- Olive oil, extra-virgin, virgin, or light, as your palate and purse dictate
- A pepper mill with black or white peppercorns
Place the lettuces in a large bowl. Sprinkle lightly with the salt, a few pinches are all that are needed even for a large salad. Toss with your hands or tongs. Sprinkle with the vinegar until the aroma rises gently from the bowl. Toss again. Drizzle with the olive oil, about three times as much oil as the vinegar. Toss again. Keep a light hand; you can always add more. Toss in any other ingredients, like cucumbers, etc, or arrange on top. Grind some black pepper over the top and serve. Never add too much of anything, “you don’t want a vinegary or oiling salad, but ingredients enhanced by the dressing.”
Salad of Greens with Goat Cheese
Once upon a time, an architecture student who was sleeping on the couch at a friend’s apartment ate at a small, local hangout and helped in the kitchen one day when the staff was shorthanded. He ended up staying and working in the kitchen, helped owner Alice Waters create a legendary food scene, and in the process, became a chef. The man is Jeremiah Tower, one of the most lauded chefs of the last three decades on the West Coast, and the restaurant was Chez Panisse in Berkeley. Before he owned his own restaurants, Tower taught cooking classes in San Francisco. The Salad of Greens with Goat Cheese is one of his most famous creations and the signature plated salad of a new generation of foodies, made with a domestic cheese (little known at the time) called chèvre from Laura Chenel in Marin County. The recipe I share here was on a piece of faded paper with his letterhead from one of those classes long ago. This composed salad has had many transmutations through its popular life, but this is the original, and it is as fabulous and fresh as the day it was created.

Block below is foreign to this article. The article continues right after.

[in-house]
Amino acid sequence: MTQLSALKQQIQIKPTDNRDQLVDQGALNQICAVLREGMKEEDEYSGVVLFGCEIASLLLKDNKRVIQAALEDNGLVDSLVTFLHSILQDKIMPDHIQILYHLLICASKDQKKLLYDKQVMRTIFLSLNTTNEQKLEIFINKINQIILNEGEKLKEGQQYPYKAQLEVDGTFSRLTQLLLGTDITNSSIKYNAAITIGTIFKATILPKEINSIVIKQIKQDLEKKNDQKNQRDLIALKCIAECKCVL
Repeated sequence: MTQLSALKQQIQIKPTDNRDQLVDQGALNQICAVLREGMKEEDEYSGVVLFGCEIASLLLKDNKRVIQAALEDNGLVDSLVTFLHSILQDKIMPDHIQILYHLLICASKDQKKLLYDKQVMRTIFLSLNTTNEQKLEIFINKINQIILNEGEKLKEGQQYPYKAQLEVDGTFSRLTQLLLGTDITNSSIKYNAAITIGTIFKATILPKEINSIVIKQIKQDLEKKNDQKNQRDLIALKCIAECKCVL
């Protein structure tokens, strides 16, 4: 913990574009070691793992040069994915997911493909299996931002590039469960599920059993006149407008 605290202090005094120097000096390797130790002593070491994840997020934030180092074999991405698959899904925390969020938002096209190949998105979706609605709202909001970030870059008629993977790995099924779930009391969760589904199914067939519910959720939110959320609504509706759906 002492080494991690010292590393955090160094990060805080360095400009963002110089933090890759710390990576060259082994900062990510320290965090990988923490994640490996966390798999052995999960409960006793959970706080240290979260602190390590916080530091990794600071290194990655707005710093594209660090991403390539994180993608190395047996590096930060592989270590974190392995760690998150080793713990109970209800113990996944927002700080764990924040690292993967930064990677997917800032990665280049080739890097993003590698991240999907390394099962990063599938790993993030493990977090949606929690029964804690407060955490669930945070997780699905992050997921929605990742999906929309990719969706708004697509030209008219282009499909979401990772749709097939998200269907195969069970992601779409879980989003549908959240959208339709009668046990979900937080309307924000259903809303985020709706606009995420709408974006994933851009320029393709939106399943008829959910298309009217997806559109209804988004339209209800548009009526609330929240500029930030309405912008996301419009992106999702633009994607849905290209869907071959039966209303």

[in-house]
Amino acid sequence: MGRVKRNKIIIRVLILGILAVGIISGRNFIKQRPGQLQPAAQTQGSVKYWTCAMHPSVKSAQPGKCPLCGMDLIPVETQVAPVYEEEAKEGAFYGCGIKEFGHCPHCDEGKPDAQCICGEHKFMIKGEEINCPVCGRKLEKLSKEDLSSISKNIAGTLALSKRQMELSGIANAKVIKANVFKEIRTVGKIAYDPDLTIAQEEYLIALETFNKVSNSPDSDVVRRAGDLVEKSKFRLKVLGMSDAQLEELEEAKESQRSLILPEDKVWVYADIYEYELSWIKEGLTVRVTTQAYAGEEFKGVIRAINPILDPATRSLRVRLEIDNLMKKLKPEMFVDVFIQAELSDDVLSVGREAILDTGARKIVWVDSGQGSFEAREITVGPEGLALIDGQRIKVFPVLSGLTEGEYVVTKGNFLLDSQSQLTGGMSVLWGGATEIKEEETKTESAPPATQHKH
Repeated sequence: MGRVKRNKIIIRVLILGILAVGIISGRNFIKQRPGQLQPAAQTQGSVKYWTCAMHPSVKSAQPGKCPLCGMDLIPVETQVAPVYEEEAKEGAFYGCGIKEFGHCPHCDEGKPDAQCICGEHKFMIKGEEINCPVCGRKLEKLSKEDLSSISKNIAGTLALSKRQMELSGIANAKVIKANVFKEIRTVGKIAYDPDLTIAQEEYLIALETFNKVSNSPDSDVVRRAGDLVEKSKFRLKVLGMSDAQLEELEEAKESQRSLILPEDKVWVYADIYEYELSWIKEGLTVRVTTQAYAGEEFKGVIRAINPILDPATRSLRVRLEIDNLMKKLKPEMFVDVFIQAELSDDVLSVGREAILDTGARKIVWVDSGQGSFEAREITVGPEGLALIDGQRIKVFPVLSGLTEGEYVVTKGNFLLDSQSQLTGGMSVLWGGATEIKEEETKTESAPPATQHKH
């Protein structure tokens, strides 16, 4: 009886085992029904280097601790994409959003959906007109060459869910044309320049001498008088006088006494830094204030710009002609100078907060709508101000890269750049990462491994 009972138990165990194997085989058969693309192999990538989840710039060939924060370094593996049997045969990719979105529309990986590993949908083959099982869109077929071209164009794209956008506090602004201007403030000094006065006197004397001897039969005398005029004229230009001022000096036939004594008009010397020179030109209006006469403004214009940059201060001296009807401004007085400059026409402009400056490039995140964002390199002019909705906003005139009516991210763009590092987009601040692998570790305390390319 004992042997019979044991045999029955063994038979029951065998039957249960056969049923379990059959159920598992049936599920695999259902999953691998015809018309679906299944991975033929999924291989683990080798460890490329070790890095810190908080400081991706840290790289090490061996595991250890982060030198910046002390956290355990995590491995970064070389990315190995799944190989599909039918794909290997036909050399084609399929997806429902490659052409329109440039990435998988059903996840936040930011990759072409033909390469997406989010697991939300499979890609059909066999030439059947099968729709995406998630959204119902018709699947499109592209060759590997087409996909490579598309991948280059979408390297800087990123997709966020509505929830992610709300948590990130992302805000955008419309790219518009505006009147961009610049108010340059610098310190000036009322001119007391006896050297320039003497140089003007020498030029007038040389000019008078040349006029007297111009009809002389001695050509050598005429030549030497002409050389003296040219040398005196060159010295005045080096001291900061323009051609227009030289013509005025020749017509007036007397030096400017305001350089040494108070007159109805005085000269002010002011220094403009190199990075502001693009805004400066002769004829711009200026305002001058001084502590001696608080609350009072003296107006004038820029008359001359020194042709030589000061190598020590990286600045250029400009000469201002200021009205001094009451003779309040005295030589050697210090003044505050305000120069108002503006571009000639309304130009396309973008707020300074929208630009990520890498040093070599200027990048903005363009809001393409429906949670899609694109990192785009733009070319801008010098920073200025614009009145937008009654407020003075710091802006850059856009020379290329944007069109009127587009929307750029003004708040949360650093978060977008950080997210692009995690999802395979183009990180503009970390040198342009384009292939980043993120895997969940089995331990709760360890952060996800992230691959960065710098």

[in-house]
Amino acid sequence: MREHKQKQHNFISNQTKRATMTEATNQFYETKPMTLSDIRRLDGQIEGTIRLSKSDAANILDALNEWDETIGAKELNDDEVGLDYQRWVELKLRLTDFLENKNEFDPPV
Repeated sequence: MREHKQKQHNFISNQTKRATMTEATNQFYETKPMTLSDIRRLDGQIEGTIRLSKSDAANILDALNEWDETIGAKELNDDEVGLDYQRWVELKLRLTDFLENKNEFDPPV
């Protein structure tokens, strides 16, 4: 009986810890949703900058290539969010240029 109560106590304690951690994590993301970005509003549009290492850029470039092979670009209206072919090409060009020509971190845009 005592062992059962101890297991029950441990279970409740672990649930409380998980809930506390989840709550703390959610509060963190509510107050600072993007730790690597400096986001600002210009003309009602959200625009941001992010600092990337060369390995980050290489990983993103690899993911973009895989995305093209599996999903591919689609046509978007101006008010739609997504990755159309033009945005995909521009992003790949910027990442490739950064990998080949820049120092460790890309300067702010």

- 1/2 cup olive oil or walnut oil
- 2 tablespoons Champagne wine vinegar
- Salt and freshly ground black pepper
- 4 slices country or French bread, about 1/2 inch thick, cut in fourths on the diagonal
- 2 cloves garlic
- 4 (1 ounce each) firm Crottins, or a log of Montrachet, cut into 8 rounds
- About 1/2 cup olive oil, divided use
- 1/2 cup coarse fresh bread crumbs, made by whirling chunks of fresh bread in a food processor
- 4 heaping cups or handfuls mixed salad greens (bitter greens, endive, chicory, sorrel, baby dandelion, watercress, arugula, celery leaves, baby hearts of romaine), or butter lettuce leaves, washed, dried, and at room temperature
1. In a small bowl, combine the oil, vinegar, salt, and pepper. Set aside.
2. Rub the slices of bread with the whole clove of garlic on both sides; discard the garlic. Set aside.
3. Pour some of the olive oil in a small, shallow dish. Dip the rounds of cheese first in the oil, then in the bread crumbs, coating both sides.
4. Place the 1/4 cup of the olive oil in a medium skillet and heat to medium. Place the coated rounds of cheese, in a single layer, in the skillet and cook until golden on the bottom; carefully turn with a metal spatula to brown the other side, 1 to 2 minutes.
5. Place the greens in a bowl and toss with the dressing. Divide between 4 salad plates. Place the warm cheese round in the center of the plate of greens. Quickly place the bread slices in the remaining hot oil and brown on both sides. Tuck two croutons onto each plate of salad. Serve immediately.
Both recipes excerpted from Not Your Mother’s Slow Cooker Cookbook, by Beth Hensperger and Julie Kaufmann. (c) 2005, used by permission from the Harvard Common Press.
Recipe and text copyright Beth Hensperger 2017
Please enjoy the recipe and make it your own. If you copy the recipe and text for internet use, please include my byline and link to my site.